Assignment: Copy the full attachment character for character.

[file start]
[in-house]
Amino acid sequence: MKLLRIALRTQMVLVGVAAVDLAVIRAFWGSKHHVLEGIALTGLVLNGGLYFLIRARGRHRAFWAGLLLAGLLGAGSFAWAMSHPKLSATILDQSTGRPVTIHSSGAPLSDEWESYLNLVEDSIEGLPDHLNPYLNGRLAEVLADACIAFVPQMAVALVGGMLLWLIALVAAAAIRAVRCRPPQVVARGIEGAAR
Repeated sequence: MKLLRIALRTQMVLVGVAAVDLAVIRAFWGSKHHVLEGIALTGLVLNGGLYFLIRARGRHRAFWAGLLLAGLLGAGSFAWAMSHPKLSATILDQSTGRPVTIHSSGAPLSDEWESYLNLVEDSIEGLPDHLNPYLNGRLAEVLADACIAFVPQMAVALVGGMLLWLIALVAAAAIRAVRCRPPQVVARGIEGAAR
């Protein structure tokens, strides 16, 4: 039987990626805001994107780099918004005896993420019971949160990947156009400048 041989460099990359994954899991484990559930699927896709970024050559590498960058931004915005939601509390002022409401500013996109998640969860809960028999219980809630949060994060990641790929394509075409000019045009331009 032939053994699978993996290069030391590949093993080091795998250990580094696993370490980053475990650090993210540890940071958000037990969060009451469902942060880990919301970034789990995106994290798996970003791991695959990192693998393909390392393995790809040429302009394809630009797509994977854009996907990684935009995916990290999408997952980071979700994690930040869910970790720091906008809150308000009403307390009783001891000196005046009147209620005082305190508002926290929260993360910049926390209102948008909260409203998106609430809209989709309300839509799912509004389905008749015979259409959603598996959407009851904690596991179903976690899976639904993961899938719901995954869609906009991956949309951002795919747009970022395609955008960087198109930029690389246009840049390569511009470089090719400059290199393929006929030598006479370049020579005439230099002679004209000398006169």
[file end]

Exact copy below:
[in-house]
Amino acid sequence: MKLLRIALRTQMVLVGVAAVDLAVIRAFWGSKHHVLEGIALTGLVLNGGLYFLIRARGRHRAFWAGLLLAGLLGAGSFAWAMSHPKLSATILDQSTGRPVTIHSSGAPLSDEWESYLNLVEDSIEGLPDHLNPYLNGRLAEVLADACIAFVPQMAVALVGGMLLWLIALVAAAAIRAVRCRPPQVVARGIEGAAR
Repeated sequence: MKLLRIALRTQMVLVGVAAVDLAVIRAFWGSKHHVLEGIALTGLVLNGGLYFLIRARGRHRAFWAGLLLAGLLGAGSFAWAMSHPKLSATILDQSTGRPVTIHSSGAPLSDEWESYLNLVEDSIEGLPDHLNPYLNGRLAEVLADACIAFVPQMAVALVGGMLLWLIALVAAAAIRAVRCRPPQVVARGIEGAAR
């Protein structure tokens, strides 16, 4: 039987990626805001994107780099918004005896993420019971949160990947156009400048 041989460099990359994954899991484990559930699927896709970024050559590498960058931004915005939601509390002022409401500013996109998640969860809960028999219980809630949060994060990641790929394509075409000019045009331009 032939053994699978993996290069030391590949093993080091795998250990580094696993370490980053475990650090993210540890940071958000037990969060009451469902942060880990919301970034789990995106994290798996970003791991695959990192693998393909390392393995790809040429302009394809630009797509994977854009996907990684935009995916990290999408997952980071979700994690930040869910970790720091906008809150308000009403307390009783001891000196005046009147209620005082305190508002926290929260993360910049926390209102948008909260409203998106609430809209989709309300839509799912509004389905008749015979259409959603598996959407009851904690596991179903976690899976639904993961899938719901995954869609906009991956949309951002795919747009970022395609955008960087198109930029690389246009840049390569511009470089090719400059290199393929006929030598006479370049020579005439230099002679004209000398006169």